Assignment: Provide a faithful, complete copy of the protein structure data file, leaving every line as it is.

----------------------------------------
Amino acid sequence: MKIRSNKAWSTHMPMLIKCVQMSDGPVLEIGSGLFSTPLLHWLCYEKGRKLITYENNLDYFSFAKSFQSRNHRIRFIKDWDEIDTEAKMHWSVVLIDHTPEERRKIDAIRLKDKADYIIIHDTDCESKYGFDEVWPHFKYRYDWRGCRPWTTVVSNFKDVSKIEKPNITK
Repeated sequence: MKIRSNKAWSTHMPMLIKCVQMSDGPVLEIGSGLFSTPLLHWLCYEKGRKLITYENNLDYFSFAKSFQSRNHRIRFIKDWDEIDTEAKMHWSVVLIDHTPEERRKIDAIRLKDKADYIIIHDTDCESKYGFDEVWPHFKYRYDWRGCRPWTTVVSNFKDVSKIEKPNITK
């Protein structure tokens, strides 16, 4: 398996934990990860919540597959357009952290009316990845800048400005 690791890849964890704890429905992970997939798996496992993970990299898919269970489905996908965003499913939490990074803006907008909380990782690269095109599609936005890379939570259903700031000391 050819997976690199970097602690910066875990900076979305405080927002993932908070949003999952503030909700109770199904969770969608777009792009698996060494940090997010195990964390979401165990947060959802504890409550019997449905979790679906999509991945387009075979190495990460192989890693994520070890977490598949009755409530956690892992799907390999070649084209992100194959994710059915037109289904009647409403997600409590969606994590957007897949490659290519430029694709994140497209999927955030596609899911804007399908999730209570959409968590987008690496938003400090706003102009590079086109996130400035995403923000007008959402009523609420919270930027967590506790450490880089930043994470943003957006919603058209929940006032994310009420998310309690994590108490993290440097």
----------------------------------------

Amino acid sequence: MKIRSNKAWSTHMPMLIKCVQMSDGPVLEIGSGLFSTPLLHWLCYEKGRKLITYENNLDYFSFAKSFQSRNHRIRFIKDWDEIDTEAKMHWSVVLIDHTPEERRKIDAIRLKDKADYIIIHDTDCESKYGFDEVWPHFKYRYDWRGCRPWTTVVSNFKDVSKIEKPNITK
Repeated sequence: MKIRSNKAWSTHMPMLIKCVQMSDGPVLEIGSGLFSTPLLHWLCYEKGRKLITYENNLDYFSFAKSFQSRNHRIRFIKDWDEIDTEAKMHWSVVLIDHTPEERRKIDAIRLKDKADYIIIHDTDCESKYGFDEVWPHFKYRYDWRGCRPWTTVVSNFKDVSKIEKPNITK
């Protein structure tokens, strides 16, 4: 398996934990990860919540597959357009952290009316990845800048400005 690791890849964890704890429905992970997939798996496992993970990299898919269970489905996908965003499913939490990074803006907008909380990782690269095109599609936005890379939570259903700031000391 050819997976690199970097602690910066875990900076979305405080927002993932908070949003999952503030909700109770199904969770969608777009792009698996060494940090997010195990964390979401165990947060959802504890409550019997449905979790679906999509991945387009075979190495990460192989890693994520070890977490598949009755409530956690892992799907390999070649084209992100194959994710059915037109289904009647409403997600409590969606994590957007897949490659290519430029694709994140497209999927955030596609899911804007399908999730209570959409968590987008690496938003400090706003102009590079086109996130400035995403923000007008959402009523609420919270930027967590506790450490880089930043994470943003957006919603058209929940006032994310009420998310309690994590108490993290440097």